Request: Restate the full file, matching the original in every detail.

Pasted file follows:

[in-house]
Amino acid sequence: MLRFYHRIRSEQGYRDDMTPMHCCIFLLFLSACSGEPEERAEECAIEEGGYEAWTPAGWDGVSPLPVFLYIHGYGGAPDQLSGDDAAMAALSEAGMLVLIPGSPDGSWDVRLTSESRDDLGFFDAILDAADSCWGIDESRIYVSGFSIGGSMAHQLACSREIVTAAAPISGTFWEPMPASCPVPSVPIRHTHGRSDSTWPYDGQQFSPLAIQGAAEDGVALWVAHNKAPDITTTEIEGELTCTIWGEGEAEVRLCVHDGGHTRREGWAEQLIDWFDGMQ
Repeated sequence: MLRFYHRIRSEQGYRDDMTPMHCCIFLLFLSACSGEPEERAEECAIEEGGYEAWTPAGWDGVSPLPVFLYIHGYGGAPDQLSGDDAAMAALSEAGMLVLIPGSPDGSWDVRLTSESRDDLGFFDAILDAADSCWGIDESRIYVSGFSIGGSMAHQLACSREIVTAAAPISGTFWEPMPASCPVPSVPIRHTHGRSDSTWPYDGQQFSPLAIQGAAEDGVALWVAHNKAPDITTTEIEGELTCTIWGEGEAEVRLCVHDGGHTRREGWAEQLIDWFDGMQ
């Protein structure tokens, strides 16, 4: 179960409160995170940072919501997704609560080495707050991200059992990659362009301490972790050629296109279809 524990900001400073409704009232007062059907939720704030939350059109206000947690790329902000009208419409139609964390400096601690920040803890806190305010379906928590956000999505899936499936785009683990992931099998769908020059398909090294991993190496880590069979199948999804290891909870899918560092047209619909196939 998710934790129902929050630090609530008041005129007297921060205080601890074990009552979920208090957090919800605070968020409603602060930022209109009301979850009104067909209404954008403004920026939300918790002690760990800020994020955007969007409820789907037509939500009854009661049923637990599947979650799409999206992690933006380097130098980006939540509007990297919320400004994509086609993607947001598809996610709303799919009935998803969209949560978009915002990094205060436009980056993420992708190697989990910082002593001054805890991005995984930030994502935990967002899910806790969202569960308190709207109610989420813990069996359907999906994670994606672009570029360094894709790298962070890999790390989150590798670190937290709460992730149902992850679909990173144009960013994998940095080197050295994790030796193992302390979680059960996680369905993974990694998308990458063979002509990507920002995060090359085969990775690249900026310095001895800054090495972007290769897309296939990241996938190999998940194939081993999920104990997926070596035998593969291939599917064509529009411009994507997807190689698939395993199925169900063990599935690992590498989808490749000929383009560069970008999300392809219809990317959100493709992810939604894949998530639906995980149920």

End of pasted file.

[in-house]
Amino acid sequence: MLRFYHRIRSEQGYRDDMTPMHCCIFLLFLSACSGEPEERAEECAIEEGGYEAWTPAGWDGVSPLPVFLYIHGYGGAPDQLSGDDAAMAALSEAGMLVLIPGSPDGSWDVRLTSESRDDLGFFDAILDAADSCWGIDESRIYVSGFSIGGSMAHQLACSREIVTAAAPISGTFWEPMPASCPVPSVPIRHTHGRSDSTWPYDGQQFSPLAIQGAAEDGVALWVAHNKAPDITTTEIEGELTCTIWGEGEAEVRLCVHDGGHTRREGWAEQLIDWFDGMQ
Repeated sequence: MLRFYHRIRSEQGYRDDMTPMHCCIFLLFLSACSGEPEERAEECAIEEGGYEAWTPAGWDGVSPLPVFLYIHGYGGAPDQLSGDDAAMAALSEAGMLVLIPGSPDGSWDVRLTSESRDDLGFFDAILDAADSCWGIDESRIYVSGFSIGGSMAHQLACSREIVTAAAPISGTFWEPMPASCPVPSVPIRHTHGRSDSTWPYDGQQFSPLAIQGAAEDGVALWVAHNKAPDITTTEIEGELTCTIWGEGEAEVRLCVHDGGHTRREGWAEQLIDWFDGMQ
């Protein structure tokens, strides 16, 4: 179960409160995170940072919501997704609560080495707050991200059992990659362009301490972790050629296109279809 524990900001400073409704009232007062059907939720704030939350059109206000947690790329902000009208419409139609964390400096601690920040803890806190305010379906928590956000999505899936499936785009683990992931099998769908020059398909090294991993190496880590069979199948999804290891909870899918560092047209619909196939 998710934790129902929050630090609530008041005129007297921060205080601890074990009552979920208090957090919800605070968020409603602060930022209109009301979850009104067909209404954008403004920026939300918790002690760990800020994020955007969007409820789907037509939500009854009661049923637990599947979650799409999206992690933006380097130098980006939540509007990297919320400004994509086609993607947001598809996610709303799919009935998803969209949560978009915002990094205060436009980056993420992708190697989990910082002593001054805890991005995984930030994502935990967002899910806790969202569960308190709207109610989420813990069996359907999906994670994606672009570029360094894709790298962070890999790390989150590798670190937290709460992730149902992850679909990173144009960013994998940095080197050295994790030796193992302390979680059960996680369905993974990694998308990458063979002509990507920002995060090359085969990775690249900026310095001895800054090495972007290769897309296939990241996938190999998940194939081993999920104990997926070596035998593969291939599917064509529009411009994507997807190689698939395993199925169900063990599935690992590498989808490749000929383009560069970008999300392809219809990317959100493709992810939604894949998530639906995980149920």